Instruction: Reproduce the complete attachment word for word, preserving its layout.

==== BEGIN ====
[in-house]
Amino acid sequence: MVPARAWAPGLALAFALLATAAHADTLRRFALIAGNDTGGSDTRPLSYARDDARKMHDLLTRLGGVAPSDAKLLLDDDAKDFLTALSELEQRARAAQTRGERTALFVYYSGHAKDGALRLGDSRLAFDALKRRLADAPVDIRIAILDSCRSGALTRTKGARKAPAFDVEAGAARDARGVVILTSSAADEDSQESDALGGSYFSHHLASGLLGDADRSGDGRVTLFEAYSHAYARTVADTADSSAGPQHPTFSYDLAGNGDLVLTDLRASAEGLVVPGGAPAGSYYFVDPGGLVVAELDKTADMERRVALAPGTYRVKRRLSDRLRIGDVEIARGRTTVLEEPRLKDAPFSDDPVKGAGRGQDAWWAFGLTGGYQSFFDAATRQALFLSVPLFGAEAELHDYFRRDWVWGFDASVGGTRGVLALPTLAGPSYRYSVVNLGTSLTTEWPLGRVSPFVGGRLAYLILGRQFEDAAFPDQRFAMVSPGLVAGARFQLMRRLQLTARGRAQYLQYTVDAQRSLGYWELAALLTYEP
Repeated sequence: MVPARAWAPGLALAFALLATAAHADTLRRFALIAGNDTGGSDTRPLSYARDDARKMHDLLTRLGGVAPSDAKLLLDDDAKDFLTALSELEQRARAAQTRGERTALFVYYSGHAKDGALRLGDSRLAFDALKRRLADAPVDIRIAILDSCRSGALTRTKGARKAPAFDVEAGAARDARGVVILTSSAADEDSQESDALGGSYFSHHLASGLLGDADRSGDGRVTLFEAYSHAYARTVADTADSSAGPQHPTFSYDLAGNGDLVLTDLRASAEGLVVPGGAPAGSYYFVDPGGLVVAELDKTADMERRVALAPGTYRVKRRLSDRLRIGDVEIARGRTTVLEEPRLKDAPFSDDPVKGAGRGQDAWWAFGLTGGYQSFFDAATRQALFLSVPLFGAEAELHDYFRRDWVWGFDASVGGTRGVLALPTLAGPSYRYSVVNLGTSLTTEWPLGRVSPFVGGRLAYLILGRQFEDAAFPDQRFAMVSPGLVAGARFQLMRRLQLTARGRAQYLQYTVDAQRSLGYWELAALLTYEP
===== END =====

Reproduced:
[in-house]
Amino acid sequence: MVPARAWAPGLALAFALLATAAHADTLRRFALIAGNDTGGSDTRPLSYARDDARKMHDLLTRLGGVAPSDAKLLLDDDAKDFLTALSELEQRARAAQTRGERTALFVYYSGHAKDGALRLGDSRLAFDALKRRLADAPVDIRIAILDSCRSGALTRTKGARKAPAFDVEAGAARDARGVVILTSSAADEDSQESDALGGSYFSHHLASGLLGDADRSGDGRVTLFEAYSHAYARTVADTADSSAGPQHPTFSYDLAGNGDLVLTDLRASAEGLVVPGGAPAGSYYFVDPGGLVVAELDKTADMERRVALAPGTYRVKRRLSDRLRIGDVEIARGRTTVLEEPRLKDAPFSDDPVKGAGRGQDAWWAFGLTGGYQSFFDAATRQALFLSVPLFGAEAELHDYFRRDWVWGFDASVGGTRGVLALPTLAGPSYRYSVVNLGTSLTTEWPLGRVSPFVGGRLAYLILGRQFEDAAFPDQRFAMVSPGLVAGARFQLMRRLQLTARGRAQYLQYTVDAQRSLGYWELAALLTYEP
Repeated sequence: MVPARAWAPGLALAFALLATAAHADTLRRFALIAGNDTGGSDTRPLSYARDDARKMHDLLTRLGGVAPSDAKLLLDDDAKDFLTALSELEQRARAAQTRGERTALFVYYSGHAKDGALRLGDSRLAFDALKRRLADAPVDIRIAILDSCRSGALTRTKGARKAPAFDVEAGAARDARGVVILTSSAADEDSQESDALGGSYFSHHLASGLLGDADRSGDGRVTLFEAYSHAYARTVADTADSSAGPQHPTFSYDLAGNGDLVLTDLRASAEGLVVPGGAPAGSYYFVDPGGLVVAELDKTADMERRVALAPGTYRVKRRLSDRLRIGDVEIARGRTTVLEEPRLKDAPFSDDPVKGAGRGQDAWWAFGLTGGYQSFFDAATRQALFLSVPLFGAEAELHDYFRRDWVWGFDASVGGTRGVLALPTLAGPSYRYSVVNLGTSLTTEWPLGRVSPFVGGRLAYLILGRQFEDAAFPDQRFAMVSPGLVAGARFQLMRRLQLTARGRAQYLQYTVDAQRSLGYWELAALLTYEP